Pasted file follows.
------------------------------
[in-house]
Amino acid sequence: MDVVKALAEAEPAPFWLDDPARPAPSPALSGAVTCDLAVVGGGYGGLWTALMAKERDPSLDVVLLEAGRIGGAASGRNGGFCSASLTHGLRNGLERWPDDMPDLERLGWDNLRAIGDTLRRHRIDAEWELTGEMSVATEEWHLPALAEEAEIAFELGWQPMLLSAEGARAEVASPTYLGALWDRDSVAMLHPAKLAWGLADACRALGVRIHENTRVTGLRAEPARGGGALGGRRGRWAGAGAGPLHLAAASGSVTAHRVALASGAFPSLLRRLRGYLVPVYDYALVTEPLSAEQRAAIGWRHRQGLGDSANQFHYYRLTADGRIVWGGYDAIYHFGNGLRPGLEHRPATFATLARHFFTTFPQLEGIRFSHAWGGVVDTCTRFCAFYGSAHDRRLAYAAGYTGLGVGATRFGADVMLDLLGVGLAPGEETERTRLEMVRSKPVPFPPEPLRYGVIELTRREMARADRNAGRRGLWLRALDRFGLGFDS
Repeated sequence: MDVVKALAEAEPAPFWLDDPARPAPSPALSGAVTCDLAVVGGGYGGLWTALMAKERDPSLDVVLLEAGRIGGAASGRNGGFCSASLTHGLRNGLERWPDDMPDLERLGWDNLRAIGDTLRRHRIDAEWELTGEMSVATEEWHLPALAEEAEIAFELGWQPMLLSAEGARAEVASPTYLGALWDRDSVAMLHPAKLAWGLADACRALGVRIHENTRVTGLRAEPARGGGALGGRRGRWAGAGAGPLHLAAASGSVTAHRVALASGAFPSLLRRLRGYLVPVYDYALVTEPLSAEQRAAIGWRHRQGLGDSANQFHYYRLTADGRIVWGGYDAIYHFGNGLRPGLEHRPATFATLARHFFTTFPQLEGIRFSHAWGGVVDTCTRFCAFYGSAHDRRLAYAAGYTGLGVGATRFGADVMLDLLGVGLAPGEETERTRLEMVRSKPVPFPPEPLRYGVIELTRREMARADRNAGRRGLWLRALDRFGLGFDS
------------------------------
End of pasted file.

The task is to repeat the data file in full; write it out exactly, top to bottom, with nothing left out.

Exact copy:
[in-house]
Amino acid sequence: MDVVKALAEAEPAPFWLDDPARPAPSPALSGAVTCDLAVVGGGYGGLWTALMAKERDPSLDVVLLEAGRIGGAASGRNGGFCSASLTHGLRNGLERWPDDMPDLERLGWDNLRAIGDTLRRHRIDAEWELTGEMSVATEEWHLPALAEEAEIAFELGWQPMLLSAEGARAEVASPTYLGALWDRDSVAMLHPAKLAWGLADACRALGVRIHENTRVTGLRAEPARGGGALGGRRGRWAGAGAGPLHLAAASGSVTAHRVALASGAFPSLLRRLRGYLVPVYDYALVTEPLSAEQRAAIGWRHRQGLGDSANQFHYYRLTADGRIVWGGYDAIYHFGNGLRPGLEHRPATFATLARHFFTTFPQLEGIRFSHAWGGVVDTCTRFCAFYGSAHDRRLAYAAGYTGLGVGATRFGADVMLDLLGVGLAPGEETERTRLEMVRSKPVPFPPEPLRYGVIELTRREMARADRNAGRRGLWLRALDRFGLGFDS
Repeated sequence: MDVVKALAEAEPAPFWLDDPARPAPSPALSGAVTCDLAVVGGGYGGLWTALMAKERDPSLDVVLLEAGRIGGAASGRNGGFCSASLTHGLRNGLERWPDDMPDLERLGWDNLRAIGDTLRRHRIDAEWELTGEMSVATEEWHLPALAEEAEIAFELGWQPMLLSAEGARAEVASPTYLGALWDRDSVAMLHPAKLAWGLADACRALGVRIHENTRVTGLRAEPARGGGALGGRRGRWAGAGAGPLHLAAASGSVTAHRVALASGAFPSLLRRLRGYLVPVYDYALVTEPLSAEQRAAIGWRHRQGLGDSANQFHYYRLTADGRIVWGGYDAIYHFGNGLRPGLEHRPATFATLARHFFTTFPQLEGIRFSHAWGGVVDTCTRFCAFYGSAHDRRLAYAAGYTGLGVGATRFGADVMLDLLGVGLAPGEETERTRLEMVRSKPVPFPPEPLRYGVIELTRREMARADRNAGRRGLWLRALDRFGLGFDS